electrical tomography. Electrical resistance, or impedance, tomography is used extensively in medicine to
image the human body. It is used (less frequently) in geophysics to image rock samples in the laboratory or
to study groundwater systems between two or more boreholes. Figure 1 shows the basic concepts.

            A                                B

Figure 1: The basic concept behind electrical tomography is to measure the electrical impedance between
every combination of electrodes surrounding a cylindrical core of rock (A) or between two boreholes (B)
and to use the intersecting geometries of the paths of maximum current density to build an image of the
electrical conductivity of the material. In practice for geophysical applications, pairs of electrode would
be used for transmitting and receiving in order to avoid the effects of contact impedance associated with
individual electrodes.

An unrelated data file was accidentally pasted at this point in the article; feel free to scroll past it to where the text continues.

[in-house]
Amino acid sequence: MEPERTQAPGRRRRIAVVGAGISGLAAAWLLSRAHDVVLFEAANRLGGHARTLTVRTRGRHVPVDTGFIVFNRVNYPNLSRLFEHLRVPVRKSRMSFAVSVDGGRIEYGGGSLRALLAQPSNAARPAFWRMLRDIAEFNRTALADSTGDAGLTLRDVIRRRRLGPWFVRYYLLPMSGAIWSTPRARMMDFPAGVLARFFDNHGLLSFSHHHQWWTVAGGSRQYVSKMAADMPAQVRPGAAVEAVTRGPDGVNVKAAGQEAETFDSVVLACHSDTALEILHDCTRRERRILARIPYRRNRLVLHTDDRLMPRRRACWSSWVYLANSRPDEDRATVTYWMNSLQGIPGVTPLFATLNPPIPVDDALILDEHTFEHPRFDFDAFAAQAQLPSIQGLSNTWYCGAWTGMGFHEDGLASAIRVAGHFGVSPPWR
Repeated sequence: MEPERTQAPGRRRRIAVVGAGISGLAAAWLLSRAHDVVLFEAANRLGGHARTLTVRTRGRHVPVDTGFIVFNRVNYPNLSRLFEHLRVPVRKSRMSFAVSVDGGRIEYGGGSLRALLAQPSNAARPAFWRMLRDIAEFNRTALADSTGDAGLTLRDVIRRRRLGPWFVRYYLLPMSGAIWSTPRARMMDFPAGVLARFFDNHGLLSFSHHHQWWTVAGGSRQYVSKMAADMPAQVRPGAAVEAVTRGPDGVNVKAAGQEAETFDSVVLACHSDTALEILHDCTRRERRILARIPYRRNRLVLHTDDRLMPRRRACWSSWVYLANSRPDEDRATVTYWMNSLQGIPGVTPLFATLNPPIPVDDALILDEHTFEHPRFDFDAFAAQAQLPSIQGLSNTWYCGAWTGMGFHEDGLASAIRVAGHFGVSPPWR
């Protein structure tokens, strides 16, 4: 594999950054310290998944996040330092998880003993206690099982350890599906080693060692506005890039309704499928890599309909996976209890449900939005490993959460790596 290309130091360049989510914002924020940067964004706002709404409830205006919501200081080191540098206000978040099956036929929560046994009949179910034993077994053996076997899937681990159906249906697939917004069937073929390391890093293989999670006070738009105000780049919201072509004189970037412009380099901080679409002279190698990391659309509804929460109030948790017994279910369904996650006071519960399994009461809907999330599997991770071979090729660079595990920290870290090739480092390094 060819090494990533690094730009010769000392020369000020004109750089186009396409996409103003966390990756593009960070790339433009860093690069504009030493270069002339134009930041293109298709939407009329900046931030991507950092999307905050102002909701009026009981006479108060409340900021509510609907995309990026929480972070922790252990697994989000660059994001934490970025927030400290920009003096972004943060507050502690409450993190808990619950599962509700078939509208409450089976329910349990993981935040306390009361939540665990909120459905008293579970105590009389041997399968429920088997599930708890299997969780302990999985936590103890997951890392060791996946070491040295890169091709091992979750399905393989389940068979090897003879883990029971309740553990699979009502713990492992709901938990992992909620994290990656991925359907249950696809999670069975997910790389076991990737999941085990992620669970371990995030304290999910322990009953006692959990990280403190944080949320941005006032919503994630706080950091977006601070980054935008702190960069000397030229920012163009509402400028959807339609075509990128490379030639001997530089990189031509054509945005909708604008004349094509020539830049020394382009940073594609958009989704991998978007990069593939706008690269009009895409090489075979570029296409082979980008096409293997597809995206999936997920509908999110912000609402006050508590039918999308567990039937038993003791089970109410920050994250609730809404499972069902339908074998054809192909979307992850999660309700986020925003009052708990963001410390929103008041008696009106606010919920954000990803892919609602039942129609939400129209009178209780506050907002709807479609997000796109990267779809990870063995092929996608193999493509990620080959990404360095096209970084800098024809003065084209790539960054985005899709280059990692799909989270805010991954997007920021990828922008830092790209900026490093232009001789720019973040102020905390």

Multiple electrodes produce many different geometries of electrical current flow in the sample, from which
a 2D or 3D image of the material can be constructed. In practice the point-to-point impedance paths would
be replaced by a more complicated pair-to-pair pattern in order to eliminate the effects of electrode contact

The Revelle shiptime, along with an extensive and well-tested equipment pool at SIO, provides an opportunity
to extend the laboratory and borehole experiments to the scale of an entire volcano. This has been attempted
once on land (‘Structure of the Soufriere of Guadeloupe by Electrical Tomography: Preliminary Results’,
F. Nicollin, D. Gibert, F. Beauducel, unpublished abstract presented at the Joint Earth Sciences Meeting
     ee e
Soci´ t´ G´ ologique de France - Geologische Vereinigung, September 2004), but using DC resistivity at a
smaller scale (100’s of meters). Here we will use the marine controlled source electromagnetic (CSEM)
method, a technique developed at SIO and now well established in the hydrocarbon exploration business,
to extend the scale to the 5–10 km diameter of the Loihi summit (Figure 3). In Figure 2 we present first
data from an experiment carried out on the East Pacific Rise, showing apparent resistivities from 22 seafloor